Weed had never asked what his father meant, even though he had given him this strange look, as if he were seeing something not there. His family was like that. Some called t hem voodoos, people struck by local magic and cursed. Others called them occultists or psychics. He just called them family.
The demon, for he could tell that now. As it died its form became more and more visible and more and more disgusting to look at. Its blood shot forth from where the two knives had struck over its heart and showered the ground. It spun around and two more demons were marked and visible by the blood.
They had been rushing Weed without him realizing it.
He was dead for sure.
But when the first demon's blood struck them, a funny thing happened. Not ha-ha, but creepy strange. Like Twilight Zone, Lovecraft and Outer Limits Stephen King kind of strange.
They caught on fire.
All three demons exploded in a geyser of blood and fire, which shot straight up towards the cloudless sky, a Vesuvius of grossness and evil that showered back down and struck the desert floor, spearing it with body parts and ichor.
He just stood there, wiping the crap off his face, grinning. Laughing.
He had lived through the worst nightmare of his life.
He walked through the smoking remains and retrieved his two knives.
He kissed them both, ignoring the ichor on them, then wiped them clean on the back of his combat fatigues and sat down. He thrust the small black box hinged to his belt in front of him, keyed in a code, then activated it. A gentle beeping came from it.
Satellites overhead spun and turned, snaking slowly around to sip the binary data flowing into their hungry throats.
Ten days later he was back at Nellis, with the rest of the survivors of that night. Not from his platoon, but the others, who had also been on similar missions. He never learned their names. A very tough older man stood up from the midst of them; walked to the front of the room they were seated in silently and turned to eye them.
"Life is tough."
"Yo." They all answered.
"And then you die."
Everyone was silent. They knew what he meant, but were not going to agree with it.
"Last night you saw something, didn't you?"
Everyone was silent. Where was this going?
"Something that just should not have been."
Everyone nodded, but still remained silent.
"Something that shouldn't be on our planet."
Weed got tired of it. He stood up, scratched his ten day old beard. No one had a chance to shower or shave yet, and it was starting to get to him. "Sir, I don't mean to rattle your cage or anything, but these men are bone tired. Shit-faced with death and ready to drop. Will you just say it?"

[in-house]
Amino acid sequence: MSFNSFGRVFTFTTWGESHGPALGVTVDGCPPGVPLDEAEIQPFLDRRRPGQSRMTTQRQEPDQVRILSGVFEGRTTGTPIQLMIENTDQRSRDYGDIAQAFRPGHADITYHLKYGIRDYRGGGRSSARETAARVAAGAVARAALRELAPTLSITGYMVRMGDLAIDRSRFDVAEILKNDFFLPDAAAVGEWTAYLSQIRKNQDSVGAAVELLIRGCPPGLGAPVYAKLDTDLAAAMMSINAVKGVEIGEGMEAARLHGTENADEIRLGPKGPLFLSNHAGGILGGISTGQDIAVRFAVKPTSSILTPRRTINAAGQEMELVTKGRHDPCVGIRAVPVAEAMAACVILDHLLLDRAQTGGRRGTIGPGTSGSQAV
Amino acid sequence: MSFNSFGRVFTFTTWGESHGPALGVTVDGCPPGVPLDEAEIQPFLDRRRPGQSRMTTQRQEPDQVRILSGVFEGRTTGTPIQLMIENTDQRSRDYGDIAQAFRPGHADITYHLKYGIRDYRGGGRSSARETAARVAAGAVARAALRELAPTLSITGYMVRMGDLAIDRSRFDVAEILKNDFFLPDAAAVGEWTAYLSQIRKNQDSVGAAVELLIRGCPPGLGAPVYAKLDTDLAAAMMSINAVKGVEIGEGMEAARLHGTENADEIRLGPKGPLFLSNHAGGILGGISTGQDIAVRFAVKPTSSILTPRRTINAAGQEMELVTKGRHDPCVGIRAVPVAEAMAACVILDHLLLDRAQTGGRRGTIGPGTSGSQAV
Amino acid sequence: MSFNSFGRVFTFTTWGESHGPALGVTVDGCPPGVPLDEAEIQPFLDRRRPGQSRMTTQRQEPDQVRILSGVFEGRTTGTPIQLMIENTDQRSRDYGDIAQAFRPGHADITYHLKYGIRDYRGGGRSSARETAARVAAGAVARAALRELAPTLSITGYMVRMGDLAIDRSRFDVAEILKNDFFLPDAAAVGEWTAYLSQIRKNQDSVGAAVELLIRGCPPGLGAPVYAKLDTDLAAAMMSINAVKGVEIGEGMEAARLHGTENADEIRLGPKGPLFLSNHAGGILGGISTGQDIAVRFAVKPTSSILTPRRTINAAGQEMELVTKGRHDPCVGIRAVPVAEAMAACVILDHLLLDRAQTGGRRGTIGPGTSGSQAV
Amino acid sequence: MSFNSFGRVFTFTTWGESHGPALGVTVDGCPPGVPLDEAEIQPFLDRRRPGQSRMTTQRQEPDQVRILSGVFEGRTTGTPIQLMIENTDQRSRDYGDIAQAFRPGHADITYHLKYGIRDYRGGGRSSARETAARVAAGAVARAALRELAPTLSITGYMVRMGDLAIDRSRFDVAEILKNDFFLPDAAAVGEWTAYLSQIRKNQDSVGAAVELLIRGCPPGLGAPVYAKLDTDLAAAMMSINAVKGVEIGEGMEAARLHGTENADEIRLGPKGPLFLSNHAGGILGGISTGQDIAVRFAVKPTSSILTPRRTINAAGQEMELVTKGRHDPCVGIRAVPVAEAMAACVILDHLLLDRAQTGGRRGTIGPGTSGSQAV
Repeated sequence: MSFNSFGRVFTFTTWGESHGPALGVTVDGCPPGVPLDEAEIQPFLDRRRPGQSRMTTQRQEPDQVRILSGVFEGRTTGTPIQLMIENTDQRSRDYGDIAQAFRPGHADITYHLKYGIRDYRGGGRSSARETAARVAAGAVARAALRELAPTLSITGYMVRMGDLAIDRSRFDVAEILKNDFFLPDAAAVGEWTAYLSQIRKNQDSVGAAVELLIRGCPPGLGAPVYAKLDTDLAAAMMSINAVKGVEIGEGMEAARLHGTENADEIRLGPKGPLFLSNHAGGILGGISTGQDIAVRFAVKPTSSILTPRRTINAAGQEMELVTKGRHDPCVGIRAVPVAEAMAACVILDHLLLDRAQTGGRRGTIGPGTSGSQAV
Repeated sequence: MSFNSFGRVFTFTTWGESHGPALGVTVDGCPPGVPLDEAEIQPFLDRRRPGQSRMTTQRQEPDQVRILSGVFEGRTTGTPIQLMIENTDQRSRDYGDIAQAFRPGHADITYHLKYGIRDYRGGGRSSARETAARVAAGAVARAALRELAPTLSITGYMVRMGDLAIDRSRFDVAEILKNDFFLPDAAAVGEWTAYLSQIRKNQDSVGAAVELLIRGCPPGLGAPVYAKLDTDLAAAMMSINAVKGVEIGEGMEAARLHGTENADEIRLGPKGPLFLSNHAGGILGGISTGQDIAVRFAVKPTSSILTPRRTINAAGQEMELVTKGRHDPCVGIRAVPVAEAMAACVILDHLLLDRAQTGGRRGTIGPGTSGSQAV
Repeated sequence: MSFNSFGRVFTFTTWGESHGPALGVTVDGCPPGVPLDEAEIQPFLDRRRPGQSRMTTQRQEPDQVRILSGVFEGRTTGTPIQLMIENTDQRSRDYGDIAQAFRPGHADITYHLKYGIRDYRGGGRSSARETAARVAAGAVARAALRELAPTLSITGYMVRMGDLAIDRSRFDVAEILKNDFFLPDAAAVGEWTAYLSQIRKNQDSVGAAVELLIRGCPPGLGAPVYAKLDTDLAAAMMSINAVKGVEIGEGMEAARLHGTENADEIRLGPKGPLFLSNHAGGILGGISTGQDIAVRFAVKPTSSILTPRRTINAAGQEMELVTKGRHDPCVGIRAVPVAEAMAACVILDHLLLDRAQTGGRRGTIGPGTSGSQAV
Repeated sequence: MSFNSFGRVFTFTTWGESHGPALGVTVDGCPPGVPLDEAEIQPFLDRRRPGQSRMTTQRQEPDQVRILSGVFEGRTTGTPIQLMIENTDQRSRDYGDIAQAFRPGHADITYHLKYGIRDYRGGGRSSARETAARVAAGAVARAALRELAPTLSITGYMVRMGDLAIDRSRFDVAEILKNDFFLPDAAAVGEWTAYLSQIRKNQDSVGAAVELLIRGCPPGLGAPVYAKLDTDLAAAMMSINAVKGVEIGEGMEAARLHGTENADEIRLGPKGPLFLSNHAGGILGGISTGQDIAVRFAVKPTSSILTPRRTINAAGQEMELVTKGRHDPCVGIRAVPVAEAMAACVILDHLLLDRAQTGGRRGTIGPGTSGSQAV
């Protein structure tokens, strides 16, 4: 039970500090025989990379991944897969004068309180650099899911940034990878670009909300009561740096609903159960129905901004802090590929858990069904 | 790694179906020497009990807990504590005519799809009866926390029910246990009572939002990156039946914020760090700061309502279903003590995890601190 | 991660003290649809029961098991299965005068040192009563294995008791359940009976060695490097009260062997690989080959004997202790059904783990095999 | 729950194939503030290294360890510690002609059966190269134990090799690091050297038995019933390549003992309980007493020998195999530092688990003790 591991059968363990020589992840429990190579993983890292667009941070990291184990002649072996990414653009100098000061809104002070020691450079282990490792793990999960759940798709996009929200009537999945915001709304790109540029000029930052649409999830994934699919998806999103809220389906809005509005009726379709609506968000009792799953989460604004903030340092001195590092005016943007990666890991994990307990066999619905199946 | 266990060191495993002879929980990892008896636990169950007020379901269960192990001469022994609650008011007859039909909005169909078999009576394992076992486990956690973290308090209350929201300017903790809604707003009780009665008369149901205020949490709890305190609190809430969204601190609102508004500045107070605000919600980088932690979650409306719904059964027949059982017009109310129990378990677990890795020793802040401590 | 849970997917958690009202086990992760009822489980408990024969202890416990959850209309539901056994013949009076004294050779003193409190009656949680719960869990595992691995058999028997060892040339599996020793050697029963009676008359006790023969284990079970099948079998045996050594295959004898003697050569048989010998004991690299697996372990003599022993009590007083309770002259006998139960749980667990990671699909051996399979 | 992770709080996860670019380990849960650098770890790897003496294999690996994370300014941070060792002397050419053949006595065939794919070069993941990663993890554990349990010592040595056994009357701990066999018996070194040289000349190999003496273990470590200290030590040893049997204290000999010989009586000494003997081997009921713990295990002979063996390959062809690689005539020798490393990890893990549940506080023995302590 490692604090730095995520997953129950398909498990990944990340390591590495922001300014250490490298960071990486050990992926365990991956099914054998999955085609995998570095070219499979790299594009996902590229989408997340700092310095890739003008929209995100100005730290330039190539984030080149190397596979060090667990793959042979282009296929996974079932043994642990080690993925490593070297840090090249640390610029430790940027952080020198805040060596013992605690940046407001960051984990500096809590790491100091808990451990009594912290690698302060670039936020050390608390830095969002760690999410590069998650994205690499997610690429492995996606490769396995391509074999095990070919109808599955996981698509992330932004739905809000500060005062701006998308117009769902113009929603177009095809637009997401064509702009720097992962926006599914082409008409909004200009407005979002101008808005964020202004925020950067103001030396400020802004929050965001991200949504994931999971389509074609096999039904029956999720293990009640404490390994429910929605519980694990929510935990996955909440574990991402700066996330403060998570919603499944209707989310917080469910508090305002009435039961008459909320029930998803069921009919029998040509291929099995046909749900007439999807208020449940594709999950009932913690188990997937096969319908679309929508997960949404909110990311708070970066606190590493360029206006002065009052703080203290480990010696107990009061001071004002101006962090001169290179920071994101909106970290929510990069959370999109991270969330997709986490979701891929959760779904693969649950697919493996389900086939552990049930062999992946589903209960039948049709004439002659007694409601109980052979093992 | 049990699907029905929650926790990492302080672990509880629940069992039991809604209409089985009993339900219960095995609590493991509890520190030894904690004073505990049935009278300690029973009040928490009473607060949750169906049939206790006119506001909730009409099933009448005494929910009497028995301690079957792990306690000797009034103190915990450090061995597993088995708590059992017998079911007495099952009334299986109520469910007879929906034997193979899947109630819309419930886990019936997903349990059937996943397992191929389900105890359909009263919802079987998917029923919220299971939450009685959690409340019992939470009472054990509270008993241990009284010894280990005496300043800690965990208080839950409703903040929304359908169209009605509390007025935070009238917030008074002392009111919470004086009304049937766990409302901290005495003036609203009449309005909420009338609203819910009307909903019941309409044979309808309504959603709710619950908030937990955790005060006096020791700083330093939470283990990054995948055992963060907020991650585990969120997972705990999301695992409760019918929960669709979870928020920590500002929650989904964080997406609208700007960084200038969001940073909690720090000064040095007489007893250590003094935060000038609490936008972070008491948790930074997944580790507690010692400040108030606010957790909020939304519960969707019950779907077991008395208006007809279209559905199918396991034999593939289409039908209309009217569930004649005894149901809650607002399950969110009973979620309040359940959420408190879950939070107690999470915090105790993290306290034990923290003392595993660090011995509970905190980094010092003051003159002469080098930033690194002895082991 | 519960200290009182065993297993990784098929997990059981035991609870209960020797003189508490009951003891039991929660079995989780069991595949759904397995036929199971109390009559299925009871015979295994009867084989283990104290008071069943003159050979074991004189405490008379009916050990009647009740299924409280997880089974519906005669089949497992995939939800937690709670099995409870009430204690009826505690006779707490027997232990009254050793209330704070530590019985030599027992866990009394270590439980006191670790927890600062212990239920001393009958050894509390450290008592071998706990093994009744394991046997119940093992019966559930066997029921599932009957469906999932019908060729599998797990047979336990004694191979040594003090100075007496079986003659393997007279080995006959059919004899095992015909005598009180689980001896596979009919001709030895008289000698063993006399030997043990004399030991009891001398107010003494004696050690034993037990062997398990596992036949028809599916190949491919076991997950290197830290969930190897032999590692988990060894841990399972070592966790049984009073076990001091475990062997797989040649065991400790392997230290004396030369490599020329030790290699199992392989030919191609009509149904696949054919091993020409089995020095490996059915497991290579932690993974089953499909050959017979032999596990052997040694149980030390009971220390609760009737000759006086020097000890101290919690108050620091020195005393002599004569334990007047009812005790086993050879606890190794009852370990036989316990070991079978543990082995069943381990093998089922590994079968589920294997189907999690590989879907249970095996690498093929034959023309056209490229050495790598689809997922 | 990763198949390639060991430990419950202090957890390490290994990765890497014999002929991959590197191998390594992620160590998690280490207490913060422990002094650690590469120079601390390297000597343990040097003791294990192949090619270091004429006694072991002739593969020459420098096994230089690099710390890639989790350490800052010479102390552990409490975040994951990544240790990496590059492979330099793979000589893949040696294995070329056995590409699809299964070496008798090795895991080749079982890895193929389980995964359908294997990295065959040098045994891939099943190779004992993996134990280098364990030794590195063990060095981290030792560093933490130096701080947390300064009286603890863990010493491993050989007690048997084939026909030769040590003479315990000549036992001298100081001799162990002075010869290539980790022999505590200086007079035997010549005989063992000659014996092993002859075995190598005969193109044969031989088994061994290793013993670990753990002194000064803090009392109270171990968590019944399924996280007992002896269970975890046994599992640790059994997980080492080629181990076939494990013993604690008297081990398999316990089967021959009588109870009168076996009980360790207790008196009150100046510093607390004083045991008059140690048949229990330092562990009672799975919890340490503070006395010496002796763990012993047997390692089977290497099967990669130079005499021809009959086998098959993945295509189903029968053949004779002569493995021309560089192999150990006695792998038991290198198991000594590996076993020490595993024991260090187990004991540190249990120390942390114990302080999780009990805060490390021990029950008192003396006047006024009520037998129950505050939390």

The tall man turned to face Weed, his face stern as a block of ice. "Your name, Marine."
"Your real name."
Everyone broke into laughter.
The tall man listened a moment, then raised a hand for silence. Everyone got a frightened look on their faces as he scowled at Weed.
Weed didn't care. He'd seen all his friends murdered in front of his eyes, limbs torn off, guts ripped out, and necks broken. What more could anyone do to him now?
Everyone rose to leave.
The tall man pointed at Weed. "You. Here!"
Weed waited until the others had left, all looking back at him, fearful for what might happen. Though none knew each other, there was a deep bond between them.
"Sir." Weed saluted.
The tall man broke into a grin. "I'm no sir. Sarge will do."
"Sarge, sir!" Weed said with a returning grin.
"Sit here." The Tall Man pointed to a chair near him.
Weed nodded and slumped into the chair, feeling his fatigue rolling over him like a wave again. His eyes fought to stay open as the Tall Man spoke.
"I need you."
"Everyone needs someone, sir."
"Not for what I need you."
Weed's eyes continued to close.
"I'm going to hell and I need you to go with me."
Weed woke up and barked with laughter. "Hell, Sarge, I've just come back from there."
The Tall Man's smile vanished. "No. You haven't."
Then he told Weed what he knew.
Weed's eyes no longer threatened to sew themselves shut. He felt adrenaline rushing through his system, his hair standing up on the back of his neck, and his mouth drier than the Iraqi desert. "Damn!"
"And then some."
Weed shook his head, then stood up and offered his hand. "If it will save more souls from going through what I saw ten nights ago....?"
The Tall Man rose and took his hand. It was warm and firm. Like the grip of a long lost friend.
"Then I'm in. Sarge."
Sarge smiled. "Now go get cleaned up, then chow down. We've got a lot of work to do before we go to hell."
"Yes, Sarge. I'm sure we do." Weed laughed. "I'm sure we do."